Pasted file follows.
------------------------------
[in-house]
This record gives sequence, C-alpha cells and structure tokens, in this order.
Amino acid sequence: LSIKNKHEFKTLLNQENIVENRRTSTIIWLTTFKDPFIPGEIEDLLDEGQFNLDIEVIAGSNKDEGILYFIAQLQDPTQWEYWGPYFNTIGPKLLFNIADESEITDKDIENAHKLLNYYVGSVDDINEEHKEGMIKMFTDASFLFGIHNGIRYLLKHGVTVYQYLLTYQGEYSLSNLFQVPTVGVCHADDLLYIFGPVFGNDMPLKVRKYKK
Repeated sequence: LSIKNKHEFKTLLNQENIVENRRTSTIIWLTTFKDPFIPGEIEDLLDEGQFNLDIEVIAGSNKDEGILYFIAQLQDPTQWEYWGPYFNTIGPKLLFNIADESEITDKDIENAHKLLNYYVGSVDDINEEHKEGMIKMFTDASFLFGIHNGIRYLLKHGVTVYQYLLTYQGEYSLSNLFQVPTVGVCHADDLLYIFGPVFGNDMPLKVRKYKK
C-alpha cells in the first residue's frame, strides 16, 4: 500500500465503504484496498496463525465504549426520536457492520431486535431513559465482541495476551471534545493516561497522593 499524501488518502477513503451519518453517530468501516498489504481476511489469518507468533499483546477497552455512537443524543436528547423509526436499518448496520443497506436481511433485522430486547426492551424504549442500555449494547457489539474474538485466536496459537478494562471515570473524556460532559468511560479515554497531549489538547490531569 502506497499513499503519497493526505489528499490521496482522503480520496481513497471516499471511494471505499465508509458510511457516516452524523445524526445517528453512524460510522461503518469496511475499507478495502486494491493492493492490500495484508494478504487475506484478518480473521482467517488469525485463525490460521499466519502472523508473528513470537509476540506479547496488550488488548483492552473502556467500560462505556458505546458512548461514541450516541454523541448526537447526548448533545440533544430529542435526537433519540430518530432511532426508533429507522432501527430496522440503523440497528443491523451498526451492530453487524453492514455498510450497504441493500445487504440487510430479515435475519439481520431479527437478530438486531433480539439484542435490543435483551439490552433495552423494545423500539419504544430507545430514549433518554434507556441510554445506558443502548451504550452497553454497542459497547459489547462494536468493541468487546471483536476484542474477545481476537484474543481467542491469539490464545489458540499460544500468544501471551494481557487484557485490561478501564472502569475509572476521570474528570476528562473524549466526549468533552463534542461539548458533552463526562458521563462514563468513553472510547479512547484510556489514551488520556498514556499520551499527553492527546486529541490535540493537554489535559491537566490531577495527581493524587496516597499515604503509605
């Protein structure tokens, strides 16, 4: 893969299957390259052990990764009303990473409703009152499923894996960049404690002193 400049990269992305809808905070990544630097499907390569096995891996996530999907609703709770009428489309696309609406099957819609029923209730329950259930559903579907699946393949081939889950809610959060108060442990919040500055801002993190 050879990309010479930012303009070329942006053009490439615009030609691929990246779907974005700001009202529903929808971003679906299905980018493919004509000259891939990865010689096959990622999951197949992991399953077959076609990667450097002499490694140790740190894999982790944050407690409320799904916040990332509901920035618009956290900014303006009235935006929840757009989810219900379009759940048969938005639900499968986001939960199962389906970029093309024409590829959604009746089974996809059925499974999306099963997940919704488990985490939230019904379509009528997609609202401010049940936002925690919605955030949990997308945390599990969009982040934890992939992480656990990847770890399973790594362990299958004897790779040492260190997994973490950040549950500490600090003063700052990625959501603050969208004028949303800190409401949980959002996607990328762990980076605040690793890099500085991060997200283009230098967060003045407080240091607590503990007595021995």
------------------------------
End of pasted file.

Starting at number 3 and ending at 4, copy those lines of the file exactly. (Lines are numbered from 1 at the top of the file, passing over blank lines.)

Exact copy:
Amino acid sequence: LSIKNKHEFKTLLNQENIVENRRTSTIIWLTTFKDPFIPGEIEDLLDEGQFNLDIEVIAGSNKDEGILYFIAQLQDPTQWEYWGPYFNTIGPKLLFNIADESEITDKDIENAHKLLNYYVGSVDDINEEHKEGMIKMFTDASFLFGIHNGIRYLLKHGVTVYQYLLTYQGEYSLSNLFQVPTVGVCHADDLLYIFGPVFGNDMPLKVRKYKK
Repeated sequence: LSIKNKHEFKTLLNQENIVENRRTSTIIWLTTFKDPFIPGEIEDLLDEGQFNLDIEVIAGSNKDEGILYFIAQLQDPTQWEYWGPYFNTIGPKLLFNIADESEITDKDIENAHKLLNYYVGSVDDINEEHKEGMIKMFTDASFLFGIHNGIRYLLKHGVTVYQYLLTYQGEYSLSNLFQVPTVGVCHADDLLYIFGPVFGNDMPLKVRKYKK